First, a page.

Objectification is Not a Game
by frootloops on Février 27, 2017 - 3:34pm
In this advertisement for the portable gaming system called the PlayStation Vita, a faceless woman is shown to have two sets of breasts, one on her front and one on her back. The tag line, “touch both sides for added enjoyment,” is written in a small minimalist font and is positioned in the bottom right corner. Unsurprisingly, the poster focuses on the provocatively clothed woman and not on the advertised product. By using a camera angle and colour scheme that emphasizes the woman’s slender physique and that manages to conceal her face, Sony, one of the most well respected media conglomerates, puts forth a message that both undermines and objectifies the female body.
An alarming issue with this advertisement is that it explicitly juxtaposes a woman with an object. Her overly sexual dress is the exact same colour as the product being sold; furthermore, her body has been modified to relate to the features of the Vita as well as to appeal to the sexual desires of its male demographic. By making it clear that the female frame is analogous to that of a gaming system, the poster invites the consumer to touch and play with a woman in the same way that they would handle their inanimate device.
This poster is harmful to society for countless reasons. Firstly, it continues the advertising industry’s trend of imposing impossible beauty standards upon women. According to Cortese, “Advertisers are constantly bombarding consumers, especially women, with the message that they are inherently flawed.” (Cortese 75) The presentation of this impossible, slim and, frankly, unhealthy body image will only add to the insecurities of the female population and cause them to harm themselves. A victim of bulimia and anorexia stated that “media influences eventually convinced me I wasn’t worthy of unconditional love from my family and fueled my perfectionism about my appearance.” (Cortese 64) As such, the defilement of the model by giving her an extra pair of breasts sends an abundantly clear message to susceptible women: that it is impossible to have the perfect body. Moreover, the omission of the woman’s face detracts from her humanity and further highlights that she is only present for the viewer’s enjoyment and sexual pleasure.
Unfortunately, this advertisement continues to promote rape culture in our society. The slogan alone is enough to romanticizes sexual violence. It implies that a woman’s breasts are simple sex toys designed to be touched and played with at a man’s earliest convenience. The advertisement not only displays the supposed “subordinate, receptive, and passive” nature of femininity, but also implies the “dominant, intimidating, and violent” essence of masculinity. (Cortese 84) In addition, the model in the poster is looking away from the camera to convey a sense of safety to predatorial viewers who wish to longingly gaze at her breasts, figure and behind.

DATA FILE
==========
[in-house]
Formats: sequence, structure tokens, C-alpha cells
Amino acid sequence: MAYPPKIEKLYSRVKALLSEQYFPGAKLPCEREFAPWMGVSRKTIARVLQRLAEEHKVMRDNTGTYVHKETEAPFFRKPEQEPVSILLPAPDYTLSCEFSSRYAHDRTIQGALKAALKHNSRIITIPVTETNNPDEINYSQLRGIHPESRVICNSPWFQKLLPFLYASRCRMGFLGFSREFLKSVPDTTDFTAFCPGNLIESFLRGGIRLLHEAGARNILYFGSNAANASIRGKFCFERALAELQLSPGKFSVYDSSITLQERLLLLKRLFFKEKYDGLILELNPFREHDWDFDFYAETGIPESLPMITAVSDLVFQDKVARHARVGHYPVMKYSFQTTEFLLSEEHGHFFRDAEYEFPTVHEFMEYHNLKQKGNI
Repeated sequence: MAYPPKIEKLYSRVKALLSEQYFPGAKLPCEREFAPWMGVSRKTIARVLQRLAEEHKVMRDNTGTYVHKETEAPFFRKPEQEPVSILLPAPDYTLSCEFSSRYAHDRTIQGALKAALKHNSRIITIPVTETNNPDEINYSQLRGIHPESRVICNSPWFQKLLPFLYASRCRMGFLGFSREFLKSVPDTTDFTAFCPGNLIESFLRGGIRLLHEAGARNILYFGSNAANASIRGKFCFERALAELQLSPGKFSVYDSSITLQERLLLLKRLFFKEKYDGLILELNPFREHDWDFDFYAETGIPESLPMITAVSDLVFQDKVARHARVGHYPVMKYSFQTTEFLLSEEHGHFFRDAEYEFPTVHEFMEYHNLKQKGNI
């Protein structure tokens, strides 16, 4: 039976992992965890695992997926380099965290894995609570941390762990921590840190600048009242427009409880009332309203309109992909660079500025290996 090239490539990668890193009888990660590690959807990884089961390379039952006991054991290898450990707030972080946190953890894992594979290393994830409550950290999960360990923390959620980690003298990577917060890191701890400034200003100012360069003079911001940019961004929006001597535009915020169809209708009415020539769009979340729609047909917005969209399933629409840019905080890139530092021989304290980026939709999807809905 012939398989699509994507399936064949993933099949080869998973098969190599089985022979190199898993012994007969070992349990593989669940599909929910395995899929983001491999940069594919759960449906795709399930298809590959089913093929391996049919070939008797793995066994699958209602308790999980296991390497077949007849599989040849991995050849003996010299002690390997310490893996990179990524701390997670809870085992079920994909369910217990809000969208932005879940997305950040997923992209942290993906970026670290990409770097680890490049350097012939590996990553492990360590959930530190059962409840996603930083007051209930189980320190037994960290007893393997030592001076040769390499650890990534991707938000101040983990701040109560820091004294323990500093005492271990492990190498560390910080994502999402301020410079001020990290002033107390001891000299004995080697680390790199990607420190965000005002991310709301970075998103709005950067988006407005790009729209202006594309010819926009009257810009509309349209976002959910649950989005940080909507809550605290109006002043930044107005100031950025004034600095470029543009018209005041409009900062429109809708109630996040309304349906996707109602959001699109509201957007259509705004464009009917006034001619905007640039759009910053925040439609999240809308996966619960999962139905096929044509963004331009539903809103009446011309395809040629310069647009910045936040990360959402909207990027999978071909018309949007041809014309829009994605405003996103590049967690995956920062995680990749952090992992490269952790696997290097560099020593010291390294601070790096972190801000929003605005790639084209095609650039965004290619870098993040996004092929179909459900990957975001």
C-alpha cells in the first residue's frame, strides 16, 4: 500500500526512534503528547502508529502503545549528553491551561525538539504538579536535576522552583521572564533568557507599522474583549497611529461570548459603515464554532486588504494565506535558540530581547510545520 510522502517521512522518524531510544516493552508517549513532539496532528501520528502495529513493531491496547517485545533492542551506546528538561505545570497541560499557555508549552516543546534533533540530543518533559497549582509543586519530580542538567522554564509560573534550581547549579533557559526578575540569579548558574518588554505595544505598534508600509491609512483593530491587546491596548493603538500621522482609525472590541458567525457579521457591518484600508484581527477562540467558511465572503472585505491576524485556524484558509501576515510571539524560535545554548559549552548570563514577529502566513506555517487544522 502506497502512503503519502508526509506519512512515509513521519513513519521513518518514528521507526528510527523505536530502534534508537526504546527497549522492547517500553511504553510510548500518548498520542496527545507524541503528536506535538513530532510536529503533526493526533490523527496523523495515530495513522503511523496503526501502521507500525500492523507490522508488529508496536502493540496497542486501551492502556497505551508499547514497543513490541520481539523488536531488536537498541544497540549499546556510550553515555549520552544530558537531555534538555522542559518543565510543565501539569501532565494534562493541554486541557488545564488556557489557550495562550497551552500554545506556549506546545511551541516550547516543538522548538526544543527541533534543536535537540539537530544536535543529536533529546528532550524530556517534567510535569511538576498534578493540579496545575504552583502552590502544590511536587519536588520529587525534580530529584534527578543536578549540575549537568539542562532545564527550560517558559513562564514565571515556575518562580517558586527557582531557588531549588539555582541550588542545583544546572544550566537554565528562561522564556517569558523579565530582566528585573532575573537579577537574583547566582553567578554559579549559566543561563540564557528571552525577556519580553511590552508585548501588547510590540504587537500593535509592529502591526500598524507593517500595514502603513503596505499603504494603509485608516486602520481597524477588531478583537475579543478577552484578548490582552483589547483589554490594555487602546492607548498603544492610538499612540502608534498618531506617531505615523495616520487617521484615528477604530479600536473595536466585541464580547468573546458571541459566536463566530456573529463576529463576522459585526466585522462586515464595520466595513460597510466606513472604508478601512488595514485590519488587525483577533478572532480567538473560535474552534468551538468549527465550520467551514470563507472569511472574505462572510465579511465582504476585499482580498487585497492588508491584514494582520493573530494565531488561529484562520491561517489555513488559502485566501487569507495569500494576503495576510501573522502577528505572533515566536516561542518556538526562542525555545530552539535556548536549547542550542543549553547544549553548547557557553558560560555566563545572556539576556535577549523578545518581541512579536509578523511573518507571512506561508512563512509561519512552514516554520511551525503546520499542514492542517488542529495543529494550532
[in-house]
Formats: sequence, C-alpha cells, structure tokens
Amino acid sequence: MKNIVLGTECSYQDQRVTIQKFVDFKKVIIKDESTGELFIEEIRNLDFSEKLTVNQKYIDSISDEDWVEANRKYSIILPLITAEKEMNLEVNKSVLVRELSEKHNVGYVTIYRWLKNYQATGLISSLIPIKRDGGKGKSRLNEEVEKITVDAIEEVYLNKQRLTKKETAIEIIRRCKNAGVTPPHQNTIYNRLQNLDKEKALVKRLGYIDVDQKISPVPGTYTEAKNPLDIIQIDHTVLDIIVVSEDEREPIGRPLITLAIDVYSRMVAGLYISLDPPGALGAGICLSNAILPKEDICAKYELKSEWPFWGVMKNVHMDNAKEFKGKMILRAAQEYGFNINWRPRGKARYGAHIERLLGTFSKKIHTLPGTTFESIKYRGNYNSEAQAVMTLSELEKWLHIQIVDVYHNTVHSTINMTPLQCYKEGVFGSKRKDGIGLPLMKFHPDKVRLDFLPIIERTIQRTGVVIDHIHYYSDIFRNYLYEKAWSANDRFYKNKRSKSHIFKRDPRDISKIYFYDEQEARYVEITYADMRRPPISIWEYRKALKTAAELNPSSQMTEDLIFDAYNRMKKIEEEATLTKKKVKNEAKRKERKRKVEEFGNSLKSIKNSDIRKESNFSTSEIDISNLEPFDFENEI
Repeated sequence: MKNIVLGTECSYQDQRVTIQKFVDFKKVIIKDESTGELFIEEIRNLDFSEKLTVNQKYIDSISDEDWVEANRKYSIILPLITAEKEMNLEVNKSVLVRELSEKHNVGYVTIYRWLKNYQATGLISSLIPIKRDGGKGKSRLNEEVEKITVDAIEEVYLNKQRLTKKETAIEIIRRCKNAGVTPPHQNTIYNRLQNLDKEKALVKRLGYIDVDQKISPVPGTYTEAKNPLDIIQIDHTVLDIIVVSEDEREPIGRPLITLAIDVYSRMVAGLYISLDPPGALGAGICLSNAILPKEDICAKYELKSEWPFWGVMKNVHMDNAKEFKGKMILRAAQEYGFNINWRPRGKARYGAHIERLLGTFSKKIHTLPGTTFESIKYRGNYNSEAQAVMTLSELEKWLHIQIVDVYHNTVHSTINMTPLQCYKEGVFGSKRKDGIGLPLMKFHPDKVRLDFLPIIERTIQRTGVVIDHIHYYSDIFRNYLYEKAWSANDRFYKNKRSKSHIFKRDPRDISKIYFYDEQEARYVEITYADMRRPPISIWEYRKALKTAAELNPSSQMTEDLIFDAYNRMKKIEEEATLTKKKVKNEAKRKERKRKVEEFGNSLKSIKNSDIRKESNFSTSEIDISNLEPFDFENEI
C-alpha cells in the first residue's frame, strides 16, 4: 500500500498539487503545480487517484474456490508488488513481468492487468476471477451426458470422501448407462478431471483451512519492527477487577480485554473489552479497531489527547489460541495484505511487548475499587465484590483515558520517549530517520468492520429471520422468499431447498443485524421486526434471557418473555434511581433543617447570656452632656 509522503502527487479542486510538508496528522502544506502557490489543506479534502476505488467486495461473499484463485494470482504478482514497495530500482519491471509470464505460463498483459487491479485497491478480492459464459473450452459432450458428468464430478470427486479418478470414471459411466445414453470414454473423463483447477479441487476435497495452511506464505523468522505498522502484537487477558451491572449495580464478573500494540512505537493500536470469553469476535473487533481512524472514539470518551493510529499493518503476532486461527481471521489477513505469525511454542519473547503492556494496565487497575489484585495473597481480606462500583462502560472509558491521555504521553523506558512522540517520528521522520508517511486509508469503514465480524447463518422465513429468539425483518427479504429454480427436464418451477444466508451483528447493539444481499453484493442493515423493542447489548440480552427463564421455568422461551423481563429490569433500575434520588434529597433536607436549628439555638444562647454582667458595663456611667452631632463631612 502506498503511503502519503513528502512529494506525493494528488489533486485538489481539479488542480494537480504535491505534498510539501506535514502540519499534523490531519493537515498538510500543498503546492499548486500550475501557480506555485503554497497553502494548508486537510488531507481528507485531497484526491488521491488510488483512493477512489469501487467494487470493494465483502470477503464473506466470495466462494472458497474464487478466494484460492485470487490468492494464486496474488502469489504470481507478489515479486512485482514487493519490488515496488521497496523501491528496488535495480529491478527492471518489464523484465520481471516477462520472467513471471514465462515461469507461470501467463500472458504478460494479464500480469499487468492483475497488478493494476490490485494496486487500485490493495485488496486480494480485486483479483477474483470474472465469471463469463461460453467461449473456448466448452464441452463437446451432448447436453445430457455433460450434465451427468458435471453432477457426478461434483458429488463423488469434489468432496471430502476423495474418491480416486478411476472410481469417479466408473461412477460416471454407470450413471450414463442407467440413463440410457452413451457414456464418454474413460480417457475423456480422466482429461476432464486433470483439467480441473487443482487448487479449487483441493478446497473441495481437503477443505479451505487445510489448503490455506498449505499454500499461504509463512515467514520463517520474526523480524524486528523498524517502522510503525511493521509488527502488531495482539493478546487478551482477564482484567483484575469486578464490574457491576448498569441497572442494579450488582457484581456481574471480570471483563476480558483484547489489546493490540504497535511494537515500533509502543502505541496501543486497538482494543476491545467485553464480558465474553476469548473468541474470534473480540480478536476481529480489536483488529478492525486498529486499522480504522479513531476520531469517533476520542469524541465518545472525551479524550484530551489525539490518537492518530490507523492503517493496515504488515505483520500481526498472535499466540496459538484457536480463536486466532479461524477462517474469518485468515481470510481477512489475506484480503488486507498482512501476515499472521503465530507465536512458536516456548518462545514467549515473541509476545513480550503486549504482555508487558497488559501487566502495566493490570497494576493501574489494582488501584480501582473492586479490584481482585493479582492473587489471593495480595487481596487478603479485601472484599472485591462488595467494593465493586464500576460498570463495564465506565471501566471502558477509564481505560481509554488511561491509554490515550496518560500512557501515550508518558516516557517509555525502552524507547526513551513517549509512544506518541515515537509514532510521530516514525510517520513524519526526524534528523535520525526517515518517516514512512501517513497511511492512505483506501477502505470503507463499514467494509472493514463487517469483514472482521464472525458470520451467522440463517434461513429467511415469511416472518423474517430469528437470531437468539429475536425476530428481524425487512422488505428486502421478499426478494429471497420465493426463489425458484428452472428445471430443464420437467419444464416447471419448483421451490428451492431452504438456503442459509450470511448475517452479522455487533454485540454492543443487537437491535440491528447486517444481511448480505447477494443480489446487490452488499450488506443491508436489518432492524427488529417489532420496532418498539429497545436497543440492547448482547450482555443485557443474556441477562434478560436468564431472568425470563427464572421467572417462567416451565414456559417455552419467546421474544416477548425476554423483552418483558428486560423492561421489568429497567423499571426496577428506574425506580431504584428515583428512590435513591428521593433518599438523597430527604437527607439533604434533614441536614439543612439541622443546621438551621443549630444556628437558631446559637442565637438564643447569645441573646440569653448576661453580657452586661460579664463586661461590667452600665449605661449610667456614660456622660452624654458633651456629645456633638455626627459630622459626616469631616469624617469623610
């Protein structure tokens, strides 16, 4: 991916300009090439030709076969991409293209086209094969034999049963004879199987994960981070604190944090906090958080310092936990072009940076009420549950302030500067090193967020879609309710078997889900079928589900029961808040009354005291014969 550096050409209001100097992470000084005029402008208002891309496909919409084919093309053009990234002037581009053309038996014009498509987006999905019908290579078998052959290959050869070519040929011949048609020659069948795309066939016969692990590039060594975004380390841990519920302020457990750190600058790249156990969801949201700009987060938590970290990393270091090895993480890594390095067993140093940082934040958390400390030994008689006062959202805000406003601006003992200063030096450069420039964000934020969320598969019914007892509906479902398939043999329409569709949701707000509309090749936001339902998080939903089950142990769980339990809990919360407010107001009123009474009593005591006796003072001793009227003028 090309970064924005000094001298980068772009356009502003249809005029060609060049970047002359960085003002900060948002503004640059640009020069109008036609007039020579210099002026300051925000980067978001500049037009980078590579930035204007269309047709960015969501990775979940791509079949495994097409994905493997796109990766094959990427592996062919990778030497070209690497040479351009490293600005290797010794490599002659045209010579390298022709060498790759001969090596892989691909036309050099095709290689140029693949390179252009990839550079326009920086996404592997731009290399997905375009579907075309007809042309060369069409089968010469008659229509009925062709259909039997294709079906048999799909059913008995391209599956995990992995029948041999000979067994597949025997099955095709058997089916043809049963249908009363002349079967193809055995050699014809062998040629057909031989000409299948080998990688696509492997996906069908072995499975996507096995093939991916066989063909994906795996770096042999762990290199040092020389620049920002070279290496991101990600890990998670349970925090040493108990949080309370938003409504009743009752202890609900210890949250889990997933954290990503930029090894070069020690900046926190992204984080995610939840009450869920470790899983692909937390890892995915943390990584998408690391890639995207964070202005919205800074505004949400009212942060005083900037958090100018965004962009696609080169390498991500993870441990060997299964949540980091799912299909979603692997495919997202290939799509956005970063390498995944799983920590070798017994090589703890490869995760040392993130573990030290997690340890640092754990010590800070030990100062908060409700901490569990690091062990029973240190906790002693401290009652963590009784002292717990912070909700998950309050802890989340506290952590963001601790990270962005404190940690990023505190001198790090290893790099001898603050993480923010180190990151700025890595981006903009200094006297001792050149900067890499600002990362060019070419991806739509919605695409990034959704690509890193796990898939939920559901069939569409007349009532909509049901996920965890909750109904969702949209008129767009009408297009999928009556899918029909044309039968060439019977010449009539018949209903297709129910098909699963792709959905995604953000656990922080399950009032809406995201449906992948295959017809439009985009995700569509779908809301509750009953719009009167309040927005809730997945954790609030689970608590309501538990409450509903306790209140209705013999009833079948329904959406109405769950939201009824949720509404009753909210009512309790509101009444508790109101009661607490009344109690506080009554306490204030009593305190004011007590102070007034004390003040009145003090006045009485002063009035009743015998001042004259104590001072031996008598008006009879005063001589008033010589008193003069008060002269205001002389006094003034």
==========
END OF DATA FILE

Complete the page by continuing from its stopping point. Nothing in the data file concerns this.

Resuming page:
Ultimately, this PlayStation advertisement is deplorable. It succeeds at objectifying women, normalizing impossible beauty standards, and promoting rape culture. Modifying it in a manner that eliminates all its problems while embellishing the Vita’s strengths would seem like an impossible task; however, it is achievable. Cortese states that “to be successful, an ad must be persuasive on two levels. First, it should raise your anxiety level. It should persuade you that you need something; it should make you feel guilty, inferior, or somehow “less than.” Second, an ad must provide the solution. If an ad captures you on both these levels, you are generally hooked.” (Cortese 75) The advertisement initially caught the attention of its viewers by taking advantage of their incessant desire for sexual interaction and presented the PlayStation Vita as a solution to that issue. To make the ad less problematic, it needs to have a hook that more closely relates to the actual function of the handheld system. As such, the new ad will remove the controversial, double breasted woman and focus on the actual games that the system can play, perhaps some Vita exclusives that emphasize its dual touchscreen capabilities. In the past, the PlayStation brand has achieved commendable success by emphasizing its vast array of games; Shifting the ad’s focus on a misogynistic abomination to the actual product will appeal to PlayStation’s most loyal fans and demonstrate to the average consumer that Sony is not a company that will taint itself with shameless controversy to make profits.
Cortese, Anthony. “Constructed Bodies, Deconstructing Ads: Sexism in Advertising.” Provocateur: Images of Women and Minorities in Advertising, third ed. New York: Rowman & Littlefield Publishers, 2008, pp. 57-89.